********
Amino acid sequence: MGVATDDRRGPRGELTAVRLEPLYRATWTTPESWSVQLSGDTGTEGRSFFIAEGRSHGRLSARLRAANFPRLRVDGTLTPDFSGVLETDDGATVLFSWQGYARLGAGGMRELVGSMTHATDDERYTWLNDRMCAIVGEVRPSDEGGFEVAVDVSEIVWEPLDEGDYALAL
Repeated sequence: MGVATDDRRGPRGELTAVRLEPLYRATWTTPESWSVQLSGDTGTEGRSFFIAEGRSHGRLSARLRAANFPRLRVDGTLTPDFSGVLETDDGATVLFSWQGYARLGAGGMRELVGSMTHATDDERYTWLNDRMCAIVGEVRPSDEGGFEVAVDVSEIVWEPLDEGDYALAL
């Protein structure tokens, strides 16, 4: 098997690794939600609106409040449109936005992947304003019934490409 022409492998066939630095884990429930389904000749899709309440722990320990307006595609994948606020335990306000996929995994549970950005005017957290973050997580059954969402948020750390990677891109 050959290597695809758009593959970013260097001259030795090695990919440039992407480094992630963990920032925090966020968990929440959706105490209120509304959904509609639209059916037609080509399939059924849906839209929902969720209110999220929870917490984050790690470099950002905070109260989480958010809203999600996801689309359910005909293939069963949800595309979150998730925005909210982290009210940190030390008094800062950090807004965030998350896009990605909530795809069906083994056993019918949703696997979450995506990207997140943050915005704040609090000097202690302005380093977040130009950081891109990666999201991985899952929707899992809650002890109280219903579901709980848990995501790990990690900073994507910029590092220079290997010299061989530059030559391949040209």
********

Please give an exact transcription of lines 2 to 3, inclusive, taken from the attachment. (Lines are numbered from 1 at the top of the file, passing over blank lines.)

Repeated sequence: MGVATDDRRGPRGELTAVRLEPLYRATWTTPESWSVQLSGDTGTEGRSFFIAEGRSHGRLSARLRAANFPRLRVDGTLTPDFSGVLETDDGATVLFSWQGYARLGAGGMRELVGSMTHATDDERYTWLNDRMCAIVGEVRPSDEGGFEVAVDVSEIVWEPLDEGDYALAL
């Protein structure tokens, strides 16, 4: 098997690794939600609106409040449109936005992947304003019934490409 022409492998066939630095884990429930389904000749899709309440722990320990307006595609994948606020335990306000996929995994549970950005005017957290973050997580059954969402948020750390990677891109 050959290597695809758009593959970013260097001259030795090695990919440039992407480094992630963990920032925090966020968990929440959706105490209120509304959904509609639209059916037609080509399939059924849906839209929902969720209110999220929870917490984050790690470099950002905070109260989480958010809203999600996801689309359910005909293939069963949800595309979150998730925005909210982290009210940190030390008094800062950090807004965030998350896009990605909530795809069906083994056993019918949703696997979450995506990207997140943050915005704040609090000097202690302005380093977040130009950081891109990666999201991985899952929707899992809650002890109280219903579901709980848990995501790990990690900073994507910029590092220079290997010299061989530059030559391949040209």